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Relativity TV Has Earned $22 Million Since Bankruptcy

Thomas Forman’s unit has exceeded revenue projections, according to new court filing, though company has been pressed to hold $8.6 million in escrow

Since Relativity Media filed for bankruptcy on July 30, the company’s television division has produced more than $22 million in revenues, exceeding projections of $18 million for the two-month period through Sept. 30, according to a court filing on Sunday.

However, the company’s chief restructuring officer Brian G. Kushner reported that “in at least two instances” Relativity TV heads Thomas Forman and Andrew Marcus “have had to establish escrow arrangements … to secure certain of these payments from large customers.”

As of Sept. 30, $8.6 million of cash receipts for Relativity TV had been set aside in escrow accounts. The filing did not reveal what two networks had requested the escrow pools.

On Monday, U.S. Bankruptcy Court Judge Michael Wiles approved a revised incentive program for Forman and Marcus to split up to $655,000 in bonuses in order to remain at the company through the completion of its sale.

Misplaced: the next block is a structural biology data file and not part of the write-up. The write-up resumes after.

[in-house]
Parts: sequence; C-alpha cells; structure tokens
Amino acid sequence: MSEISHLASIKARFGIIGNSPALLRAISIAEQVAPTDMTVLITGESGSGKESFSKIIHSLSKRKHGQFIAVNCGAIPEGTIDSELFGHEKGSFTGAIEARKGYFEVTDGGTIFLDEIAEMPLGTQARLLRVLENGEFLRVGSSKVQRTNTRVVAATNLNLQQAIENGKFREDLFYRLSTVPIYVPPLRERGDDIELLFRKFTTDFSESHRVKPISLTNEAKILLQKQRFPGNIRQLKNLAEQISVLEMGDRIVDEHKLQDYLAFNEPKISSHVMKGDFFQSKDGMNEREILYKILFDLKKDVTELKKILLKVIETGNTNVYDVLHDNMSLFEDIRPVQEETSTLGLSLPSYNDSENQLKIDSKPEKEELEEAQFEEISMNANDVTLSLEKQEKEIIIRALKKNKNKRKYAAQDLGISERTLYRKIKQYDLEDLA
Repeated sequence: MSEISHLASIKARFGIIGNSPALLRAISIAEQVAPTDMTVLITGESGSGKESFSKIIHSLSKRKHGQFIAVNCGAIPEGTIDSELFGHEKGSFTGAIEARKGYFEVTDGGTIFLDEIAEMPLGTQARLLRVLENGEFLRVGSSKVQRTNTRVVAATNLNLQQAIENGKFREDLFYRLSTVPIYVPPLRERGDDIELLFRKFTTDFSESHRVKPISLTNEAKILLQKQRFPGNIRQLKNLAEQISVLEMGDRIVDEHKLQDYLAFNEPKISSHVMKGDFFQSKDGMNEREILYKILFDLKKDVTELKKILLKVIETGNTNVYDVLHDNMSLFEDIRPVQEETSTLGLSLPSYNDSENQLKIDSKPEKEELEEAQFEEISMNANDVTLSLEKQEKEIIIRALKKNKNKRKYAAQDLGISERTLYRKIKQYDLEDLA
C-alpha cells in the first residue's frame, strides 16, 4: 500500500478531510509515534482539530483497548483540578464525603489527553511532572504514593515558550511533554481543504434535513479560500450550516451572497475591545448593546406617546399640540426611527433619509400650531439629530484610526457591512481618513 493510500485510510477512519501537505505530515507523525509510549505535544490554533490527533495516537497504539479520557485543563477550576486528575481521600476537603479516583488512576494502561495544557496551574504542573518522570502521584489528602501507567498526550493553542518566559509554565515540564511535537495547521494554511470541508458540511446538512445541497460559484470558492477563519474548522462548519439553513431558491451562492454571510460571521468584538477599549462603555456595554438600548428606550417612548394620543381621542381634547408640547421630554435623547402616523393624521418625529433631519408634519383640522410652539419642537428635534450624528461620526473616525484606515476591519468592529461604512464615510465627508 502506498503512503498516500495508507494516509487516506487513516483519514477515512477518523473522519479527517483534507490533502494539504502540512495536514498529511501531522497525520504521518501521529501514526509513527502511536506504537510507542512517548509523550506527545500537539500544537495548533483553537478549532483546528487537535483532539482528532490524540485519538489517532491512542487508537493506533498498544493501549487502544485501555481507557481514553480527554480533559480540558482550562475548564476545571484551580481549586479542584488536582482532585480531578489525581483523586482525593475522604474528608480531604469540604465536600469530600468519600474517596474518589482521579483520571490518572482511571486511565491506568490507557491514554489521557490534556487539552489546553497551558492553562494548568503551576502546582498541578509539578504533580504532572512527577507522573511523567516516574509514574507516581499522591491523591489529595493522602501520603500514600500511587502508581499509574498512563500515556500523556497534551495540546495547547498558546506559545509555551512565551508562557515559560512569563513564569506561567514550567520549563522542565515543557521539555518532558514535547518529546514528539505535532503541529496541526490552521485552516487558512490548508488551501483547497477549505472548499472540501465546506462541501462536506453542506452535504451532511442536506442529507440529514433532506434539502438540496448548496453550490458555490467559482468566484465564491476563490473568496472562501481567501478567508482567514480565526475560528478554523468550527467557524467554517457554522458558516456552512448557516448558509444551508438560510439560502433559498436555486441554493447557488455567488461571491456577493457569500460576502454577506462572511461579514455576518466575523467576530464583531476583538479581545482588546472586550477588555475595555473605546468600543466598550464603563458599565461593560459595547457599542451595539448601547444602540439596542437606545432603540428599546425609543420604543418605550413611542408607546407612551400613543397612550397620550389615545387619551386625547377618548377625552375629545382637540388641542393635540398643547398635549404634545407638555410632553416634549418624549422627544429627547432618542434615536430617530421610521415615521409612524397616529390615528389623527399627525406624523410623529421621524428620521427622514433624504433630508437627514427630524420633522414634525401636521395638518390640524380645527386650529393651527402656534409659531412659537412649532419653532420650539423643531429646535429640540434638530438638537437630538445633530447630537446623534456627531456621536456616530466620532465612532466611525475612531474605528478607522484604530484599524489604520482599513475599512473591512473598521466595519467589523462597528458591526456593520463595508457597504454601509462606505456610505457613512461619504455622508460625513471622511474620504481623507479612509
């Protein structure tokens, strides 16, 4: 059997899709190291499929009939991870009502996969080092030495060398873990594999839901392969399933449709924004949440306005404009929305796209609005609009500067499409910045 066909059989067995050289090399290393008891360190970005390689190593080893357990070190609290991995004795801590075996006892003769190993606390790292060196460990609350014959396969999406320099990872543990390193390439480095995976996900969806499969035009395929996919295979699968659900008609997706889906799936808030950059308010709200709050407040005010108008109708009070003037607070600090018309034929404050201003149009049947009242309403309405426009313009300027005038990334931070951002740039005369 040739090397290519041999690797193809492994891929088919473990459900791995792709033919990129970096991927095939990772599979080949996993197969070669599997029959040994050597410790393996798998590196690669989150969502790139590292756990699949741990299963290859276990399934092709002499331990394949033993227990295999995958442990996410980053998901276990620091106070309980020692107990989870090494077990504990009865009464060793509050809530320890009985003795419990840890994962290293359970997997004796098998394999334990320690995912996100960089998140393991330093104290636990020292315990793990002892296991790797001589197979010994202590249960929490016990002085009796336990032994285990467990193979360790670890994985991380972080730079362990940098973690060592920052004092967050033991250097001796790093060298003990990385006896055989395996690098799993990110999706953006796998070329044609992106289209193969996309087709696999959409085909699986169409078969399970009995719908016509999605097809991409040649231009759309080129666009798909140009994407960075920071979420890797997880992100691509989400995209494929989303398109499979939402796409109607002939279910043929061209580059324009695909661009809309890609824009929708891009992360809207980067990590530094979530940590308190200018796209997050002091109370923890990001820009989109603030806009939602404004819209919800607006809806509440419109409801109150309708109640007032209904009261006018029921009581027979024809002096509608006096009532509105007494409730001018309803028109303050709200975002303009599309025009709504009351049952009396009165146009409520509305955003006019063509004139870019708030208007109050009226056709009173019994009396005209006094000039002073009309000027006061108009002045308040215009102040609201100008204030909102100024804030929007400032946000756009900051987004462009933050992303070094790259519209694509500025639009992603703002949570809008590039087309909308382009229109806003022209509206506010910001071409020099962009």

Pulling the curtain back on the challenges facing a successful TV division operating under bankruptcy conditions, Kushner’s filing described Forman and Marcus’ efforts to secure payments and reassure the TV networks that the company was still functioning and would follow through on its production obligations.

“Mr. Forman and Mr. Marcus have spent significant amounts of time working with senior executives at these network customers to get them comfortable that their television shows will continue to be timely produced with the same quality as before if they continue to fund their licensing fee payments,” he wrote.

Forman’s TV division, which produces such small-screen hits as MTV’s “Catfish” and CBS’ new scripted drama “Limitless,” has been a rare bright spot in Ryan Kavanaugh‘s troubled mini-studio.
Relativity TV brought in a $96.6 million in revenues in 2014, and counts a nimble 24 full- and part-time employees on top of 510 temporary production staff. It currently has 29 series in production.